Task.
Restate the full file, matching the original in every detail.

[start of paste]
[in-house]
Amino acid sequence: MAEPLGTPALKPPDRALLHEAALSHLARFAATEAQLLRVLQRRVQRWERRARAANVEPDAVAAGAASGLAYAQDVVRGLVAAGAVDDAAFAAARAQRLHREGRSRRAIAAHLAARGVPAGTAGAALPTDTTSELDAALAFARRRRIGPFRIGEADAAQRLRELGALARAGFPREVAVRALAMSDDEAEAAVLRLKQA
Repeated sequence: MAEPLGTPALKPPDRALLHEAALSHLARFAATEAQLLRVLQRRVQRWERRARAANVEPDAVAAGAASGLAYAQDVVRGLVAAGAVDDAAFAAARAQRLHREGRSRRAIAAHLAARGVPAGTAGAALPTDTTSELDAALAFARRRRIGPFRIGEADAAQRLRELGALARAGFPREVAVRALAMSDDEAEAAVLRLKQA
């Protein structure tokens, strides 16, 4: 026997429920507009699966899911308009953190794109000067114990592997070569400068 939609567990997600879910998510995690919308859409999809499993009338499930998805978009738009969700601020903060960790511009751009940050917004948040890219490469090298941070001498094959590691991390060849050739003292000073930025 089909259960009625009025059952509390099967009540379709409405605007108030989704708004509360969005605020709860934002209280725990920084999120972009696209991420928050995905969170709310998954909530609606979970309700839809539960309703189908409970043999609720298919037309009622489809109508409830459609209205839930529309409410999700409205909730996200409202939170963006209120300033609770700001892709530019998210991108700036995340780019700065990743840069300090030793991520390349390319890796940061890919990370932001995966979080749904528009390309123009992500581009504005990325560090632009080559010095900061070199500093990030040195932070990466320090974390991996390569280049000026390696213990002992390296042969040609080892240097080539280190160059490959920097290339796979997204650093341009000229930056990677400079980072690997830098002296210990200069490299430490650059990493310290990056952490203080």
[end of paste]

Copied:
[in-house]
Amino acid sequence: MAEPLGTPALKPPDRALLHEAALSHLARFAATEAQLLRVLQRRVQRWERRARAANVEPDAVAAGAASGLAYAQDVVRGLVAAGAVDDAAFAAARAQRLHREGRSRRAIAAHLAARGVPAGTAGAALPTDTTSELDAALAFARRRRIGPFRIGEADAAQRLRELGALARAGFPREVAVRALAMSDDEAEAAVLRLKQA
Repeated sequence: MAEPLGTPALKPPDRALLHEAALSHLARFAATEAQLLRVLQRRVQRWERRARAANVEPDAVAAGAASGLAYAQDVVRGLVAAGAVDDAAFAAARAQRLHREGRSRRAIAAHLAARGVPAGTAGAALPTDTTSELDAALAFARRRRIGPFRIGEADAAQRLRELGALARAGFPREVAVRALAMSDDEAEAAVLRLKQA
């Protein structure tokens, strides 16, 4: 026997429920507009699966899911308009953190794109000067114990592997070569400068 939609567990997600879910998510995690919308859409999809499993009338499930998805978009738009969700601020903060960790511009751009940050917004948040890219490469090298941070001498094959590691991390060849050739003292000073930025 089909259960009625009025059952509390099967009540379709409405605007108030989704708004509360969005605020709860934002209280725990920084999120972009696209991420928050995905969170709310998954909530609606979970309700839809539960309703189908409970043999609720298919037309009622489809109508409830459609209205839930529309409410999700409205909730996200409202939170963006209120300033609770700001892709530019998210991108700036995340780019700065990743840069300090030793991520390349390319890796940061890919990370932001995966979080749904528009390309123009992500581009504005990325560090632009080559010095900061070199500093990030040195932070990466320090974390991996390569280049000026390696213990002992390296042969040609080892240097080539280190160059490959920097290339796979997204650093341009000229930056990677400079980072690997830098002296210990200069490299430490650059990493310290990056952490203080």